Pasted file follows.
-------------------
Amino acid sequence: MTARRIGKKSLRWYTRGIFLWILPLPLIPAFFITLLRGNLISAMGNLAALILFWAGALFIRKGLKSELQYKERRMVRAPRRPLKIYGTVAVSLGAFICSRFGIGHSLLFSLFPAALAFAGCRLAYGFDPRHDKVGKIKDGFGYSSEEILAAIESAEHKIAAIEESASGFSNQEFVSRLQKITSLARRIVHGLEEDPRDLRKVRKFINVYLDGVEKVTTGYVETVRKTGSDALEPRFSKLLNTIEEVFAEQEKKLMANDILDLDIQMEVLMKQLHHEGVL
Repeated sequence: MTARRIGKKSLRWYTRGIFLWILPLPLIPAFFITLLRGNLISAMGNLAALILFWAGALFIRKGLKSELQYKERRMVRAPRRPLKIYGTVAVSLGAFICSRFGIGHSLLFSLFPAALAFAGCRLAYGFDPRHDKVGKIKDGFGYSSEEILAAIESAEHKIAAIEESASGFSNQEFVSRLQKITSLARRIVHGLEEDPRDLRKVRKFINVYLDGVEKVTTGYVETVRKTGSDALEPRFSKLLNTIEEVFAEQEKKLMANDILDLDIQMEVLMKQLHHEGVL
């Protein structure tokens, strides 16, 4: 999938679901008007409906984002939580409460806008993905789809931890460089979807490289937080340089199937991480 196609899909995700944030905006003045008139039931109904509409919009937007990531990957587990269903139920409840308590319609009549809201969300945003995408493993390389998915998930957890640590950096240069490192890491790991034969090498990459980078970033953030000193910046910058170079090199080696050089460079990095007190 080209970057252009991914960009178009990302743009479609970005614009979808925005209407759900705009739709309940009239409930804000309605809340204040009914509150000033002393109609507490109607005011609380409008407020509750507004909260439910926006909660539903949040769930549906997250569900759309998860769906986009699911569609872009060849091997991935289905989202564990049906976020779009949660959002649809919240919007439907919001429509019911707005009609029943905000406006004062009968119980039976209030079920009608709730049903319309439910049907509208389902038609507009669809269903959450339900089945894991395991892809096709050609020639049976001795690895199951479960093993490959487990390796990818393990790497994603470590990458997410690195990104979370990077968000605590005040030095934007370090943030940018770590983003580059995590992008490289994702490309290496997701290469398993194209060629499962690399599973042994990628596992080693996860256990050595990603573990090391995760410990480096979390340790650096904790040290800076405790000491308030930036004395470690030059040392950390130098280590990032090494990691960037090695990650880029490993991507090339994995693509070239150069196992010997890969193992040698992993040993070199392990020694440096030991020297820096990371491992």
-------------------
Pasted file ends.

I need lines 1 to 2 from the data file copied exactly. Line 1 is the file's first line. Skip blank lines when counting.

Amino acid sequence: MTARRIGKKSLRWYTRGIFLWILPLPLIPAFFITLLRGNLISAMGNLAALILFWAGALFIRKGLKSELQYKERRMVRAPRRPLKIYGTVAVSLGAFICSRFGIGHSLLFSLFPAALAFAGCRLAYGFDPRHDKVGKIKDGFGYSSEEILAAIESAEHKIAAIEESASGFSNQEFVSRLQKITSLARRIVHGLEEDPRDLRKVRKFINVYLDGVEKVTTGYVETVRKTGSDALEPRFSKLLNTIEEVFAEQEKKLMANDILDLDIQMEVLMKQLHHEGVL
Repeated sequence: MTARRIGKKSLRWYTRGIFLWILPLPLIPAFFITLLRGNLISAMGNLAALILFWAGALFIRKGLKSELQYKERRMVRAPRRPLKIYGTVAVSLGAFICSRFGIGHSLLFSLFPAALAFAGCRLAYGFDPRHDKVGKIKDGFGYSSEEILAAIESAEHKIAAIEESASGFSNQEFVSRLQKITSLARRIVHGLEEDPRDLRKVRKFINVYLDGVEKVTTGYVETVRKTGSDALEPRFSKLLNTIEEVFAEQEKKLMANDILDLDIQMEVLMKQLHHEGVL